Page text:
My broad interests are in the interdisciplinary fields of African studies and migration studies, with a particular focus on Southern Africa, contemporary African mobilities and histories of African diasporas.  One strand of my work is on citizenship and the postcolonial state in Africa, particularly in relation to the local state and urban governance.  Another strand relates to histories of nationalism and liberation wars, approached through a transnational lens.  Recently I have been exploring 'decolonial' approaches to African historic collections in British msueums, taking forward older interests in 'heritage' in Africa. These interests cross the boundaries of historical/cultural, political and development geography.

Current research projects includes:

Migrants on the margins (RGS/IBG, ESRC, AHRC and GCRF 2016-19).  A series of interlinked projects on mobility, citizenship and governance in 4 African and Asian cities - Harare, Hargeisa, Colombo, Dhaka. I am leading the Harare case study in partnership with DEGI in Zimbabwe, directed by Dr Kudzai Chatiza  The project is a collaboration between Sussex, SOAS and Durham, with Prof Mike Collyer as PI. It is the field research programme for the RGS 

Transnational histories of exile and solidarity during Southern Africa's liberation wars.  This includes an ESRC-funded study of Zimbabweans in  Britain from 1965 (2013-6), and on-going research in collaboration with Prof Jocelyn Alexander (University of Oxford) on ZIPRA history, including research on guerrillas experiences in the Soviet Union and of liberation movement training camps in Angola.

Making African Connections: decolonial futures for colonial collections? This AHRC project, on which I am PI (2018-2020) asks what are the 'decolonial' possibilities for African collections in Sussex and Kent Museums, and how can these further debates over decolonizing British public institutions in both theory and practice. It will digitize three specific collections, create a new interactive digital archive -, and co-curate new displays in situ and in Botswana's Khama III Memorial Museum. 

Previous projects include:

South coast cosmopolitanisms: connections and diversities (RDF 2016-7).  This study investigated the historic African collections of four Sussex and Kent museums, inspired by debates over the 'decolonization' of British public institutions.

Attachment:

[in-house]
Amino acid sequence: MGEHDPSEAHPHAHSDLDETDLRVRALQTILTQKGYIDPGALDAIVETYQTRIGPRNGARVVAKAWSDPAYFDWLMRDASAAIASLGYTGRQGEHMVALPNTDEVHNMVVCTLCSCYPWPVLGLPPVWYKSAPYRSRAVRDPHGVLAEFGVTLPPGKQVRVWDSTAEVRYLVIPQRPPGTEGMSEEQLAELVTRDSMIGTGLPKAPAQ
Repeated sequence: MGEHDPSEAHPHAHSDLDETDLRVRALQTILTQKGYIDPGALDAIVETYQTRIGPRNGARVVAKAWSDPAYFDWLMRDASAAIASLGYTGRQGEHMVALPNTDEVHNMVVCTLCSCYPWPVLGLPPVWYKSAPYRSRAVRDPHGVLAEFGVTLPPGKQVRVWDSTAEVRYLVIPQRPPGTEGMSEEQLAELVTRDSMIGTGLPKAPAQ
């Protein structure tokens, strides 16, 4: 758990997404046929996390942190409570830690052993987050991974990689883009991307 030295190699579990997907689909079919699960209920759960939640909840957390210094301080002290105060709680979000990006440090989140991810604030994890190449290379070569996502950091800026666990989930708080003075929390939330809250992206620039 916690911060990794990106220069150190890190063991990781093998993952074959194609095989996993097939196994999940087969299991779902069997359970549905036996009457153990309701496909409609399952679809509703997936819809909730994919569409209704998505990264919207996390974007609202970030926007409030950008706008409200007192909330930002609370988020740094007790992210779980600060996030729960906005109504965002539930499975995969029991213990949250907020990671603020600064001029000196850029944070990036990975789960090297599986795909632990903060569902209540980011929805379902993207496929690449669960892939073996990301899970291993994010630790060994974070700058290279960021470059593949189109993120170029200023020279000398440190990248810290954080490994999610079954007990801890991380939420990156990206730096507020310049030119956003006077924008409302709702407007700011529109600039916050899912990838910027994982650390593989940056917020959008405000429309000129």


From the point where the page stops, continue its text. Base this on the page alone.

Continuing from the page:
Narratives and legacies of detention (Nuffield Foundation, 2009).  A study of experiences of immigration detention in Britain, exploring the impact of confinement on ideas about notions of self and other, justice, belonging and citizenship.

The new Zimbabwe diaspora: inclusion and exclusion in Britain (ESRC 2004-5). An exploration of integration, work and identity, with a particular focus on irregular work and employment in the care sector. 

Landscape and memory in the Zambezi borderlands (British Academy 2000-1).  A study of the cultural politics of the Zambezi borderlands, including debates over resource entitlements, situated in a longer term history of landscape, memory and the border.

Forced migration in southern Africa: the local politics of incorporation and exclusion (ESRC and Leverhulme Trust 1994-7).  A study of conflict, authoritarianism, nationalism and ethnicity in Zimbabwe and Mozambique, with a particular focus on legacies of violence.

I would welcome proposals for doctoral study in any of the following broad areas:

* Contemporary African politico-cultural issues, particularly Southern Africa

* Mobility, displacement, and African transnational connections

* Conflict and borderlands, violence and its legacies in African contexts

* Citizenship and governance of urban growth, land and resources in African contexts

* Africans diasporas, and Africans in Britain

* The politics of heritage in Africa and African historic collections in Britain